Afghanistan is at an important moment in its history. Despite a persistent insurgency that continues to control and destabilize roughly half of the country, high levels of voter enthusiasm in the recent parliamentary elections demonstrated that the people of Afghanistan remain invested in the future of their democracy. Amid a renewed focus on political reconciliation and the upcoming presidential elections in April, citizens face important choices about Afghanistan’s future stability and prosperity. 

These and other pressing issues facing Afghanistan are the subject of The Asia Foundation’s 2018 Survey of the Afghan People. Please join The Asia Foundation and the U.S. Institute of Peace on Tuesday, December 4, for a presentation on the key findings, and a panel discussion on the trends and shifts in the views of Afghan citizens from past years. Join the conversation on Twitter with #AfghanSurvey.

The annual survey is based on face-to-face interviews with a nationally representative sample of more than 15,000 citizens across all 34 Afghan provinces. The results reveal citizens’ views on a wide range of crucial issues, including security, the economy, corruption, justice, youth issues, reconciliation with the Taliban, access to media, the role of women, governance and political participation. This year’s survey also includes new questions related to local security, access to government services, and elections. 

First commissioned in 2004, the survey provides an unmatched barometer of Afghan public opinion over time and a unique resource for policymakers and the international community, the Afghan government, and the broader public in Afghanistan.

Speakers

Nancy Lindborg, welcoming remarks
President, U.S Institute of Peace

Scott Worden, moderator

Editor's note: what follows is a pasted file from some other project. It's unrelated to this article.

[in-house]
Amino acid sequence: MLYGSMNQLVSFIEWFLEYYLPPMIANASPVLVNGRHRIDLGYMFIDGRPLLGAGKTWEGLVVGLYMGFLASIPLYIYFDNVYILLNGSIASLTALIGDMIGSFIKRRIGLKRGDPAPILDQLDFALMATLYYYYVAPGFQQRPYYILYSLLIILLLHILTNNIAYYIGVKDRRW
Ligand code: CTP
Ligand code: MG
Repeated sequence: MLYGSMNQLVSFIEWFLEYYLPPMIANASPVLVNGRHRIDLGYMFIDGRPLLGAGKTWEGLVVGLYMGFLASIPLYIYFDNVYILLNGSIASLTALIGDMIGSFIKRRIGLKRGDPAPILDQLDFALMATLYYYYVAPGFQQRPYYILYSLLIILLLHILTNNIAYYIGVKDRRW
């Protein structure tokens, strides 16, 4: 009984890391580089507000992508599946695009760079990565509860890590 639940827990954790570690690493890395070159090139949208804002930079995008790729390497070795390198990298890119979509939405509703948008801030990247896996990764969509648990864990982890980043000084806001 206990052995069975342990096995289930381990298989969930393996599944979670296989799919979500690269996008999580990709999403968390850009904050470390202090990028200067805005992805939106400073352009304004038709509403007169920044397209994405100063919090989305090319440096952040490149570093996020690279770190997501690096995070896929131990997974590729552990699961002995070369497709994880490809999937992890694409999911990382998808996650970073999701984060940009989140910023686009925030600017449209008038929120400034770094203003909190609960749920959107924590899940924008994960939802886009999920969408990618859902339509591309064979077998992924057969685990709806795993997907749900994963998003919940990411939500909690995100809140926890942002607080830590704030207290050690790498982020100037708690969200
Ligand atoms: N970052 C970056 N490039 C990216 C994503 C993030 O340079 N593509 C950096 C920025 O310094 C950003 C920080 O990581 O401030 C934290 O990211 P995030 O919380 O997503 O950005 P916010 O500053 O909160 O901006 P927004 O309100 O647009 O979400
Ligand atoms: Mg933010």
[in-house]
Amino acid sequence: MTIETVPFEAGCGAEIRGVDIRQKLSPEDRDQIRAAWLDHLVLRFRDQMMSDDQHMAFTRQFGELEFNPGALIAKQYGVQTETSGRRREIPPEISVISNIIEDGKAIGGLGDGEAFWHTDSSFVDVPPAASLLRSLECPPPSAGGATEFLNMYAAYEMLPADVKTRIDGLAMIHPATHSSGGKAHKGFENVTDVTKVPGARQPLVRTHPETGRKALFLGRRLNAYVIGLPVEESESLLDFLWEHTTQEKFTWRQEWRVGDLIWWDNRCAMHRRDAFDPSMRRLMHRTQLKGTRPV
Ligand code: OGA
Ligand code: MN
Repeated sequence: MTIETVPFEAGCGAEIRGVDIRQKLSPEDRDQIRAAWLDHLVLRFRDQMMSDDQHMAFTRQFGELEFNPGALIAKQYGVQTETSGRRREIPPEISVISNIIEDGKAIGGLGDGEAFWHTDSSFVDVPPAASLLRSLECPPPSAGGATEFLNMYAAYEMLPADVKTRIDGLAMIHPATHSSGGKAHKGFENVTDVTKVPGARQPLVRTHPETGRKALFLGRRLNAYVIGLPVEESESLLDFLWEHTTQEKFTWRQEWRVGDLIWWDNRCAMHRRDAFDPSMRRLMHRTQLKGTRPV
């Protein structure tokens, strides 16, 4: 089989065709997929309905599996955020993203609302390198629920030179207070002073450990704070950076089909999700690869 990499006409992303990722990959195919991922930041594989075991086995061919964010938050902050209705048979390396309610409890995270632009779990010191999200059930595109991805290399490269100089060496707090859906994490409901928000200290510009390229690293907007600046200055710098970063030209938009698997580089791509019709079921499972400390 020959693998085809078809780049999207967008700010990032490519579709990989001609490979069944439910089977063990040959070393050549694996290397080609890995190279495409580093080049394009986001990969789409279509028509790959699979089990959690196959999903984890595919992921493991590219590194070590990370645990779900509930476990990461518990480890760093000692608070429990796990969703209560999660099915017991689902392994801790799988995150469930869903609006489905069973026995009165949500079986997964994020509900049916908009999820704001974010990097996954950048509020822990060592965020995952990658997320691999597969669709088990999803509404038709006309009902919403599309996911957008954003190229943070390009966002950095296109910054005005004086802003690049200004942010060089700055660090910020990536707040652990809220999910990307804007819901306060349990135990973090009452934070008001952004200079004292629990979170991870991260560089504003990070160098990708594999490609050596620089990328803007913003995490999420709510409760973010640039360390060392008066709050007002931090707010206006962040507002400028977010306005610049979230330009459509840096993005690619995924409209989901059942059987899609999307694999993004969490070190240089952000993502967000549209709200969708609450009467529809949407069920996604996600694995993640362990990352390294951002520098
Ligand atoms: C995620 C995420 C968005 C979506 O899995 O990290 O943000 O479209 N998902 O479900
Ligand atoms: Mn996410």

Director, Afghanistan and Central Asia Programs, U.S. Institute of Peace

Tabasum Akseer
Director of Policy & Research in Afghanistan, The Asia Foundation 

Amb. Daniel F. Feldman
Former Special Representative for Afghanistan and Pakistan (SRAP) at the U.S. Department of State; Asia Foundation Trustee; and Partner, Akin Gump

Abdullah Ahmadzai
Country Representative in Afghanistan, The Asia Foundation 

Related Publications

Legislature and Legislative Elections in Afghanistan: An Analysis

Legislature and Legislative Elections in Afghanistan: An Analysis

Wednesday, July 8, 2020

By: A. Farid Tookhy

Afghanistan’s newest Wolesi Jirga—the lower house of the National Assembly—boasts a younger and more educated membership than those elected in either 2005 or 2010. Its representativeness, however, is uneven and problematic. This report offers a comparative profile of the Wolesi Jirgas elected in 2005, 2010, and 2018, highlighting issues salient to the reforms Afghanistan needs to undertake if it is to hold credible national elections that yield truly representative elected institutions.

Type: Special Report

Democracy & Governance

U.S., Russian interests overlap in Afghanistan. So, why offer bounties to the Taliban?

U.S., Russian interests overlap in Afghanistan. So, why offer bounties to the Taliban?

Tuesday, July 7, 2020

By: Andrew Wilder

Recent intelligence reports indicating that Russian bounties paid to the Taliban to kill U.S. troops have bolstered American and Afghan officials long-held allegations that Moscow has been engaged in clandestine operations to undermine the U.S. mission in Afghanistan. Russia’s support for the Taliban, however, has largely been tactical in nature. Both Washington and Moscow ultimately have a converging strategic interest in a relatively stable Afghanistan without a long-term U.S. presence that will not be a haven for transnational terrorists. USIP’s Andrew Wilder looks at what this means for the decades-long Afghan conflict.

Type: Analysis and Commentary

Conflict Analysis & Prevention; Global Policy

Negotiations Are the Only Way to End Afghan Conflict, Says Abdullah

Negotiations Are the Only Way to End Afghan Conflict, Says Abdullah

Thursday, June 25, 2020

By: Adam Gallagher

The head of Afghanistan’s new peace council said yesterday that he is optimistic that intra-Afghan talks can start in the coming weeks, but increased levels of violence and details of prisoner releases may slow the start of talks. Chairman Abdullah added that the government’s negotiating team will be inclusive and represent common values in talks with the Taliban. The team “will be diverse and represent all walks of life,” Abdullah said. Afghans and analysts have expressed concern that without an inclusive negotiating team, the country’s hard-won, democratic gains could be compromised for the sake of a deal with the Taliban.

Type: Analysis and Commentary

Democracy & Governance; Peace Processes

View All Publications